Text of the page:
[Plaintiff's] argument that [Defendant] should be regarded as a de facto plan administrator has intuitive appeal. . . . The Plan contemplated delegation of the named Plan administrator's responsibilities, thus arguably incorporating the [agreement between the Plan and the third party administrator] as a further delineation of how the Plan would in fact operate. Despite [Defendant's] assertion that it `merely provides administrative services to the Plan,' its agreement with [the Plan] indicates that it was delegated a wide range of responsibility. The centrality of [Defendant's] role is confirmed by the summary plan description provided all employees which states that `The Plan Administrator has delegated [Defendant] as its agent to administer the Plan and to process all claims and appeals procedures and other administrative services [emphasis added].'
Id. The court ultimately declined to resolve the question of whether the defendant could be considered an administrator for purposes of § 502(c), and instead affirmed the district court on other grounds. Id. Subsequently, the Fifth Circuit held that a non-plan administrator could not be liable under ERISA §§ 102(a)(1) and 104(b)(1) for failure to furnish a plan participant with notice of a modification to an employee benefit plan. See Thomas v. Reliance Standard Life Ins. Co., 136 F.3d 138, 1998 WL 30108, at *4 (5th Cir. 1998). Although it was construing different ERISA liability provisions than the one presented in this case, the Fifth Circuit relied on the same definition of "administrator" provided in ERISA § 3(16)(A) that is at issue here. Id. Given these precedents, it is unclear whether the Fifth Circuit would recognize claims against de facto plan administrators. It is unnecessary, however, to reach that question because North Cypress' complaint adequately pleads that CIGNA is a proper defendant under the narrower definition of "administrator."

Indeed, North Cypress' complaint asserts that CIGNA "directly insures many group health plans. When Cigna insures such group health plans, it functions as the third party `plan administrator' as that term is defined under ERISA, and thus assumes all obligations imposed by ERISA on such plan administrators." (Compl. ¶ 11). CIGNA points out, however, that elsewhere in its complaint, North Cypress seems to suggest that CIGNA is not the "plan administrator" for the relevant plans. Specifically, North Cypress states that "[t]he ERISA health plan is interpreted by the plan administrator, which is the employer and not by a third party administrator such as Cigna." (Compl. ¶ 9.)

North Cypress responds that the question of whether CIGNA is the plan administrator for purposes of § 502(c) is best resolved after discovery and on a motion for summary judgment, not at the 12(b)(6) motion to dismiss stage. This is true particularly in this case where CIGNA allegedly refused to provide certain plan documents that may shed light on CIGNA's role with respect to the relevant plans.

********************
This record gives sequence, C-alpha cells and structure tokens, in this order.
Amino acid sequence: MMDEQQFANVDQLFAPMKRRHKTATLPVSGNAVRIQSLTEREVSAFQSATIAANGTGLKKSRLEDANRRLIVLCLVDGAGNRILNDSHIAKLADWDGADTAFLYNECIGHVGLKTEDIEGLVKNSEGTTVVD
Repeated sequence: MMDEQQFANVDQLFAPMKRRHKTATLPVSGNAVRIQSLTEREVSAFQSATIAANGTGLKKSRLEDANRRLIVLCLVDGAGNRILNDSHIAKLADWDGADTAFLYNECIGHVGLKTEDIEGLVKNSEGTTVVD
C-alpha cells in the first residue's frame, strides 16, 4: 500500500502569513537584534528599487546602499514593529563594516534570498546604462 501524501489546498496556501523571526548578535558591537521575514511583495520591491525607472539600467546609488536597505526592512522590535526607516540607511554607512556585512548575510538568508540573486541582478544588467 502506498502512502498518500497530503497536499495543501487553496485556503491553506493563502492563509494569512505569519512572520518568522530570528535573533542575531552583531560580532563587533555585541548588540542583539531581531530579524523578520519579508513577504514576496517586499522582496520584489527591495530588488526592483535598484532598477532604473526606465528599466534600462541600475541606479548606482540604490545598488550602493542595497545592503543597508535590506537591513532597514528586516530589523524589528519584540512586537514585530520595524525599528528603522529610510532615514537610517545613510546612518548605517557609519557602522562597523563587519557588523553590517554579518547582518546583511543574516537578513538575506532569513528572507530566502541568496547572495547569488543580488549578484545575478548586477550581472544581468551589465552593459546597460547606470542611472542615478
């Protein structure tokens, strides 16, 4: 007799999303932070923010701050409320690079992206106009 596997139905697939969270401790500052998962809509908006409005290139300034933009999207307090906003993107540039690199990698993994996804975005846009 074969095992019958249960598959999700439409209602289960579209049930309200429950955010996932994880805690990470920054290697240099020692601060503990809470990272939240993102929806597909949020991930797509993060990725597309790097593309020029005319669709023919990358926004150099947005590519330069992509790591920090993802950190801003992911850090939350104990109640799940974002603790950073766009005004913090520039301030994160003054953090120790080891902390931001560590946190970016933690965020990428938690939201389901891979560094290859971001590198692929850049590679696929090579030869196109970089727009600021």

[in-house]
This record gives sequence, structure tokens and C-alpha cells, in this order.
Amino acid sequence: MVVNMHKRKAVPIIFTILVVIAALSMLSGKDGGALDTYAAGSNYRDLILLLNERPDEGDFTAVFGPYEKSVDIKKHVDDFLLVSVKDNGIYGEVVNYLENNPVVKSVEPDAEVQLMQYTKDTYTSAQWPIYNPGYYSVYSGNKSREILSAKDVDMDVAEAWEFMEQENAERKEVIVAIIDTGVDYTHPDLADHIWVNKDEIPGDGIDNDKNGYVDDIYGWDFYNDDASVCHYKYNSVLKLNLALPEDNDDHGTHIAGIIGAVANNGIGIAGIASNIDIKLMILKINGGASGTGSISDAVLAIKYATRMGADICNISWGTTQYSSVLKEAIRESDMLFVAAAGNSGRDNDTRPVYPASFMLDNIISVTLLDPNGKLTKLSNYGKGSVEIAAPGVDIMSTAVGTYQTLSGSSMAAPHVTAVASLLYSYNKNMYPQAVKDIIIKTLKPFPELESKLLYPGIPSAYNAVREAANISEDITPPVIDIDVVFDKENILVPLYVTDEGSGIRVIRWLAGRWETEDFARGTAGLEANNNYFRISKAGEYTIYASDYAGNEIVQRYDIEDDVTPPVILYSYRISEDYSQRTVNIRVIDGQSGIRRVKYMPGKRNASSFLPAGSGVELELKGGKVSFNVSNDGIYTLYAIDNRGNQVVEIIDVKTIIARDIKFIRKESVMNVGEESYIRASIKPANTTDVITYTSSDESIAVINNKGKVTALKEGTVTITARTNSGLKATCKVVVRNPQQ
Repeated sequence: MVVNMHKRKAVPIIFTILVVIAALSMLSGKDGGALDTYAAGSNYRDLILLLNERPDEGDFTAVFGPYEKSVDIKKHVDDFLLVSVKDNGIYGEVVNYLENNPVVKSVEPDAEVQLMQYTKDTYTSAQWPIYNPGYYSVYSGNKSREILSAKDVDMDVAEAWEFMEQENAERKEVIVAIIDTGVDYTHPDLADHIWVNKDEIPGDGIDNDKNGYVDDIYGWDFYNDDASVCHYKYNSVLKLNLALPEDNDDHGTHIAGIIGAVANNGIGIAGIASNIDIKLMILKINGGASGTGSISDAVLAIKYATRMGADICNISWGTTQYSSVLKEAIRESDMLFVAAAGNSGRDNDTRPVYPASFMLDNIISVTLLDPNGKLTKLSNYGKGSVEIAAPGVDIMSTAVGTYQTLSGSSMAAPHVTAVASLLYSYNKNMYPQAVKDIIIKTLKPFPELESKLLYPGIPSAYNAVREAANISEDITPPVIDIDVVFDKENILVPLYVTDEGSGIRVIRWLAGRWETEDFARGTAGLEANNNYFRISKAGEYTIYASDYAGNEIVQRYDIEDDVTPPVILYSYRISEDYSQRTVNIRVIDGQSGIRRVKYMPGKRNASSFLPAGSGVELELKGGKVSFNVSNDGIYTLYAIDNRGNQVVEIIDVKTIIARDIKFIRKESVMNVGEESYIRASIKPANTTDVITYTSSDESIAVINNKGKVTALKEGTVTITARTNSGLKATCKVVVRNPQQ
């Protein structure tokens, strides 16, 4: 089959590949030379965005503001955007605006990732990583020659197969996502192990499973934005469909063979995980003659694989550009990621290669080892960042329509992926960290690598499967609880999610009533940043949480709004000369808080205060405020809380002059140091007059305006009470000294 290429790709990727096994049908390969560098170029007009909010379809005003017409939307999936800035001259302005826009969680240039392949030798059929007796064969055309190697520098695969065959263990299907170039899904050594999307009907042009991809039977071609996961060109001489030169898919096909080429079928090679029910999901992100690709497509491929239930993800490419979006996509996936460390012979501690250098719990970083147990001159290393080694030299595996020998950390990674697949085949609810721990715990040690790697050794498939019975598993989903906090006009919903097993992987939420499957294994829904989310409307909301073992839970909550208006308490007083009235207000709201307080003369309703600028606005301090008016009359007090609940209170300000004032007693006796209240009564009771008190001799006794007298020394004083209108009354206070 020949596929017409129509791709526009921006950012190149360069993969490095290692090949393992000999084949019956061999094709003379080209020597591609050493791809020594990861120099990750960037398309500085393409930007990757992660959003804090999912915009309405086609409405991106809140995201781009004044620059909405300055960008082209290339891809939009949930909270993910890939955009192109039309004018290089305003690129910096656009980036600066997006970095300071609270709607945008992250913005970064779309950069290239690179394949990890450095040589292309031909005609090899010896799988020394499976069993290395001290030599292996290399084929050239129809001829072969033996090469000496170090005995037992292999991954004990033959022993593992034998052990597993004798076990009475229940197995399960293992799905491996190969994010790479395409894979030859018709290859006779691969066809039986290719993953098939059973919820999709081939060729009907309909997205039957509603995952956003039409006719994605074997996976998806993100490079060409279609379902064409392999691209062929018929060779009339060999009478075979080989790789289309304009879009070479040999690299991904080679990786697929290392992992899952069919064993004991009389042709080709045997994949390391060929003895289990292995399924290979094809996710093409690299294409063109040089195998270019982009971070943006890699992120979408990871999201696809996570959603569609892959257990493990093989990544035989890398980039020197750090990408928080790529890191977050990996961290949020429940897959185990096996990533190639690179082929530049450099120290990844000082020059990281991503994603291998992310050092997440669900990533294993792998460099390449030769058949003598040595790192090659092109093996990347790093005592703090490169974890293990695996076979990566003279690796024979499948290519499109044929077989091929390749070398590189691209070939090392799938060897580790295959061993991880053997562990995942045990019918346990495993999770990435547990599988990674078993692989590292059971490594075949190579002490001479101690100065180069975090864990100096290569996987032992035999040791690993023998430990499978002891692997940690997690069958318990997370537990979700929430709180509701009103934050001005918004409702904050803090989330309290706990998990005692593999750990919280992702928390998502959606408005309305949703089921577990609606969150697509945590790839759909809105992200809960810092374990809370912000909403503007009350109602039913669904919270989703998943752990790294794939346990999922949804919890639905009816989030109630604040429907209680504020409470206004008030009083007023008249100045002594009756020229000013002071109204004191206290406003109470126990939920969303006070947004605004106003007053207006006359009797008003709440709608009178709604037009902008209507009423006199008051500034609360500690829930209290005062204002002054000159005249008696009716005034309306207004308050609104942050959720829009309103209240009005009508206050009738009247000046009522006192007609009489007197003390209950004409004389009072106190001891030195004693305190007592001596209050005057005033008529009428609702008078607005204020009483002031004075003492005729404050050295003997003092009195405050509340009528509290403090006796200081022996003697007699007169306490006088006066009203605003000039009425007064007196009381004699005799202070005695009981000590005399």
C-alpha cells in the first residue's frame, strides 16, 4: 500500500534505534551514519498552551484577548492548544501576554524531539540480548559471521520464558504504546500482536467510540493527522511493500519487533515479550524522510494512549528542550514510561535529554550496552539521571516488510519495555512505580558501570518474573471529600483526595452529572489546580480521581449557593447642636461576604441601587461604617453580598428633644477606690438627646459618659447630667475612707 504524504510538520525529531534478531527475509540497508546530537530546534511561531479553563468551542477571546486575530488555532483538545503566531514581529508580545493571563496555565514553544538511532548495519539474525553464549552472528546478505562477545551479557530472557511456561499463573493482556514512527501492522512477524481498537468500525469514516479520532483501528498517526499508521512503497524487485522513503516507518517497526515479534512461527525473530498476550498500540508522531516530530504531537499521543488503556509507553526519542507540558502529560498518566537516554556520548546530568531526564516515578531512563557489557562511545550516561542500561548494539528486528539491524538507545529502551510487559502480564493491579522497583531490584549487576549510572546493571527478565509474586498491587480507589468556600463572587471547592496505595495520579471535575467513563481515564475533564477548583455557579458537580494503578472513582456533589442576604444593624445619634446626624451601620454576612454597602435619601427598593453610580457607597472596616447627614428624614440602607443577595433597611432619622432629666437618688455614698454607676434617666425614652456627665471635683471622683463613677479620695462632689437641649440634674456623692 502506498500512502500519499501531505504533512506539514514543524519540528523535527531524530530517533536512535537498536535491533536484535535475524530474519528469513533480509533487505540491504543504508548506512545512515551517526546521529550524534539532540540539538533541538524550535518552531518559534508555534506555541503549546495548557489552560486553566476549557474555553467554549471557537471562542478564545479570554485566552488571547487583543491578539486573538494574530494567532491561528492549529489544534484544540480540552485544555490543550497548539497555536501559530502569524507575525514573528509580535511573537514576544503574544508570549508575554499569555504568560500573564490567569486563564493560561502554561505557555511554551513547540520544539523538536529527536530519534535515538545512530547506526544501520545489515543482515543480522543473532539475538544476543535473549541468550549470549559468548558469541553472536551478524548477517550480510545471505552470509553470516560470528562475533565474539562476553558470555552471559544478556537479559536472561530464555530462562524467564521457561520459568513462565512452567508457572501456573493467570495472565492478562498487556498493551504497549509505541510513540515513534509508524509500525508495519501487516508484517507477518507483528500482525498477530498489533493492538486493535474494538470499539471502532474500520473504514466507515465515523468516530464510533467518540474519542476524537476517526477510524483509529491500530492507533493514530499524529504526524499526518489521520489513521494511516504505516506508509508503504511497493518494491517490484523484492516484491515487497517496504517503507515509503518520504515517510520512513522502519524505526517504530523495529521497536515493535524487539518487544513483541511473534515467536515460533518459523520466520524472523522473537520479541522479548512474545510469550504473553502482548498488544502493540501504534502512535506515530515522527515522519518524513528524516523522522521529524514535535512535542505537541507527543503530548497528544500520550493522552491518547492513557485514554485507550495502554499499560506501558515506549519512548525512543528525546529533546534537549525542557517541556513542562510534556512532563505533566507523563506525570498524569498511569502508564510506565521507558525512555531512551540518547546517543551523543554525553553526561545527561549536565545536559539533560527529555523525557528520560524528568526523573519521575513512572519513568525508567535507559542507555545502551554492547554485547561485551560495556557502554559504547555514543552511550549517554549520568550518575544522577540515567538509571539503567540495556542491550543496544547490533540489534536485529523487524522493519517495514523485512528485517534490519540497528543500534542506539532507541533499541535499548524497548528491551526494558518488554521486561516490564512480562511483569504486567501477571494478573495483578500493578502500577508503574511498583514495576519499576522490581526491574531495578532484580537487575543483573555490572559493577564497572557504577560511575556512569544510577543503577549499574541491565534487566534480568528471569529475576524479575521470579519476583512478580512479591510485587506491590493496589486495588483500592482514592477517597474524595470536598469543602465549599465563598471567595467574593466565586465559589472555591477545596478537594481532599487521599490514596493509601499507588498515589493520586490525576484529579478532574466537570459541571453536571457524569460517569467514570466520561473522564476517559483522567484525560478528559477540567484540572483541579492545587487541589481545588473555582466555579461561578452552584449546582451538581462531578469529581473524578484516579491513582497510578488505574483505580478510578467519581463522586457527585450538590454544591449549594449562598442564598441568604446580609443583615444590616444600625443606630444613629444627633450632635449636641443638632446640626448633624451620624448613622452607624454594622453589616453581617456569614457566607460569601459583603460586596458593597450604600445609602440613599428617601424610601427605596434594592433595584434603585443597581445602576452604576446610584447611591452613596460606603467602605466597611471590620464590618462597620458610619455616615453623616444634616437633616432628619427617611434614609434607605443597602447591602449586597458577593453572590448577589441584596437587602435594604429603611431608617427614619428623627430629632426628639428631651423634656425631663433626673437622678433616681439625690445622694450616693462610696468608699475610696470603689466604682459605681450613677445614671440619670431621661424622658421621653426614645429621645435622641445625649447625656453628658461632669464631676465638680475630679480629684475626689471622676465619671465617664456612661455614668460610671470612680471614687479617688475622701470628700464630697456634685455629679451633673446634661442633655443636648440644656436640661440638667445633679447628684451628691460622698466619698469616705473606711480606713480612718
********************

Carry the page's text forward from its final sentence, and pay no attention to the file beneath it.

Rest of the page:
On a 12(b)(6) motion to dismiss, the Court must accept as true North Cypress' well-pleaded factual allegation that CIGNA is the "plan administrator" for the benefit plans at issue in this case, as that term is defined under ERISA. There is no evidence that CIGNA was not designated as the administrator by the terms of the plan instrument. North Cypress' suggestions that CIGNA is not the "plan administrator" are ambiguous and undermined by its more specific allegations that CIGNA undertook plan administration as the term is defined in ERISA. Thus, CIGNA's motion to dismiss North Cypress' § 502(c) claim must be denied.

2. Availability of Money Damages Under ERISA § 502(a)(3)

ERISA § 502(a)(3) permits a party to bring a civil action "(A) to enjoin any act or practice which violates any provision of this subchapter or the terms of the plan, or (B) to obtain other appropriate equitable relief (i) to redress such violations or (ii) to enforce any provisions of this subchapter or the terms of the plan." 29 U.S.C. § 1132(a)(3). CIGNA argues that North Cypress may not seek money damages, the only remedy it requests, pursuant to § 502(a)(3). See Kinnison, 2008 WL 2446054, at *8 ("ERISA Section 502(a)(3) does not authorize a claim for money damages.") (citing Great-West Life Annuity Ins. Co. v. Knudson, 534 U.S. 204, 210 (2002)). Accordingly, CIGNA contends, North Cypress' claims pursuant to this section must be dismissed.

North Cypress concedes that monetary damages are not available under § 502(a)(3), but responds that it seeks only the available remedies for each claim it asserts. To the extent CIGNA claims that North Cypress has not properly pled the available remedies under ERISA, North Cypress nevertheless may be entitled to any available relief the Court deems appropriate and just, "even if the party has not demanded that relief in its pleadings." Fed.R.Civ.P. 54(c). The Court sees no reason at this stage to dismiss North Cypress' § 502(a)(3) claims. Indeed, although there is strong support for the proposition that traditional legal remedies like monetary damages are unavailable pursuant to § 502(a)(3), this fact alone does not require dismissal of North Cypress' claims, as equitable relief may still be ordered. The claims are dismissed, however, to the extent they seek monetary damages.